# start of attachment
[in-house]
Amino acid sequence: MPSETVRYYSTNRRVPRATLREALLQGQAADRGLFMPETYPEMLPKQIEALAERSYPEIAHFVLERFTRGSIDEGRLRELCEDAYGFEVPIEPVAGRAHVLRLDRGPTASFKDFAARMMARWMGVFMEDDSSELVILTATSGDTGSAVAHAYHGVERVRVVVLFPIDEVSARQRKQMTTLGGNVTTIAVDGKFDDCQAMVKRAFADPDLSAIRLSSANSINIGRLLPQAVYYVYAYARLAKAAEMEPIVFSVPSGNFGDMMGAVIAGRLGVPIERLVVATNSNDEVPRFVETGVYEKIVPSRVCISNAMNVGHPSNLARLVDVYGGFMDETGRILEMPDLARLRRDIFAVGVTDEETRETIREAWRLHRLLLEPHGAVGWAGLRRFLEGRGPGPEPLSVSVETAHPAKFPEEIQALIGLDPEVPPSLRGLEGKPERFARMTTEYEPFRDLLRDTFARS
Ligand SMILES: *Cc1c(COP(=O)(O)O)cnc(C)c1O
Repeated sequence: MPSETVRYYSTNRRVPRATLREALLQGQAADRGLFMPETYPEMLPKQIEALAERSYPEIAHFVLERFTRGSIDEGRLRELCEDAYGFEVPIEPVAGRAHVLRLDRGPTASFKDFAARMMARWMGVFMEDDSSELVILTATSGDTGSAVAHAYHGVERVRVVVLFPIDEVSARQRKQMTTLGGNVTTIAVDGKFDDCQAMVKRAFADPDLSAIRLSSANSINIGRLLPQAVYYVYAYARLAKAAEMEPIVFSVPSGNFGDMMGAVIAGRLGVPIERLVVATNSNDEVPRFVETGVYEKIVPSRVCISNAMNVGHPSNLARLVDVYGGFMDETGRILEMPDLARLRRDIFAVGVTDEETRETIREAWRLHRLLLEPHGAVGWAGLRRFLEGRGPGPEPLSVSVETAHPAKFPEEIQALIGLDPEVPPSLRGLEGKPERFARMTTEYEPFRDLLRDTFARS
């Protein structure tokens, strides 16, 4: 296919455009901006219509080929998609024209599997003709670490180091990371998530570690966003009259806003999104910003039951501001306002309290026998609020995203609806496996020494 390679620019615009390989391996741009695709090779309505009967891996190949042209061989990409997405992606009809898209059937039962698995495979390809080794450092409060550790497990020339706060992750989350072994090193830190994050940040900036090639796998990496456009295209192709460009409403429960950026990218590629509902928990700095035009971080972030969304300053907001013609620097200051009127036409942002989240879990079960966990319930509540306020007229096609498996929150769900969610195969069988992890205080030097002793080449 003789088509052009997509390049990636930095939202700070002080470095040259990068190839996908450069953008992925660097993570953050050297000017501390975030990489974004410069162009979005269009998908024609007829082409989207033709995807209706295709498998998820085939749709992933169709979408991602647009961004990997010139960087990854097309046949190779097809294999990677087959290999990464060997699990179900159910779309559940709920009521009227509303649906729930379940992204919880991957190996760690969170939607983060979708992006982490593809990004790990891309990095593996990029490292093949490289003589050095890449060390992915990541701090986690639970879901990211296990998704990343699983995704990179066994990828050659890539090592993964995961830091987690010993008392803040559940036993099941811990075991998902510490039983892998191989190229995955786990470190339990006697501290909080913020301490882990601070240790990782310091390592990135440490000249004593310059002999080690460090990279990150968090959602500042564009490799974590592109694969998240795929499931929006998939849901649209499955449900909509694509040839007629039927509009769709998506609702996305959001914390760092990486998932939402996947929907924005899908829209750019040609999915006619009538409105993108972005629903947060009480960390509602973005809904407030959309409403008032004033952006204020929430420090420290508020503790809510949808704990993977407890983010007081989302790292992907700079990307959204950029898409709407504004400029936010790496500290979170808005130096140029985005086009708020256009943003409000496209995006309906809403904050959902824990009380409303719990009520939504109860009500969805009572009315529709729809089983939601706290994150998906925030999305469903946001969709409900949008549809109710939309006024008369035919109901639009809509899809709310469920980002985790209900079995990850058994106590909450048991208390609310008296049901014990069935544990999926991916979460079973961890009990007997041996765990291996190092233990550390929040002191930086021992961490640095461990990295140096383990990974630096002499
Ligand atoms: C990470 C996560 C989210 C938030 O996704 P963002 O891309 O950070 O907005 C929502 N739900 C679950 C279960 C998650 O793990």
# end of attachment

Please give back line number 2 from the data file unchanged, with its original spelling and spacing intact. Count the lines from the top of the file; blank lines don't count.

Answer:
Amino acid sequence: MPSETVRYYSTNRRVPRATLREALLQGQAADRGLFMPETYPEMLPKQIEALAERSYPEIAHFVLERFTRGSIDEGRLRELCEDAYGFEVPIEPVAGRAHVLRLDRGPTASFKDFAARMMARWMGVFMEDDSSELVILTATSGDTGSAVAHAYHGVERVRVVVLFPIDEVSARQRKQMTTLGGNVTTIAVDGKFDDCQAMVKRAFADPDLSAIRLSSANSINIGRLLPQAVYYVYAYARLAKAAEMEPIVFSVPSGNFGDMMGAVIAGRLGVPIERLVVATNSNDEVPRFVETGVYEKIVPSRVCISNAMNVGHPSNLARLVDVYGGFMDETGRILEMPDLARLRRDIFAVGVTDEETRETIREAWRLHRLLLEPHGAVGWAGLRRFLEGRGPGPEPLSVSVETAHPAKFPEEIQALIGLDPEVPPSLRGLEGKPERFARMTTEYEPFRDLLRDTFARS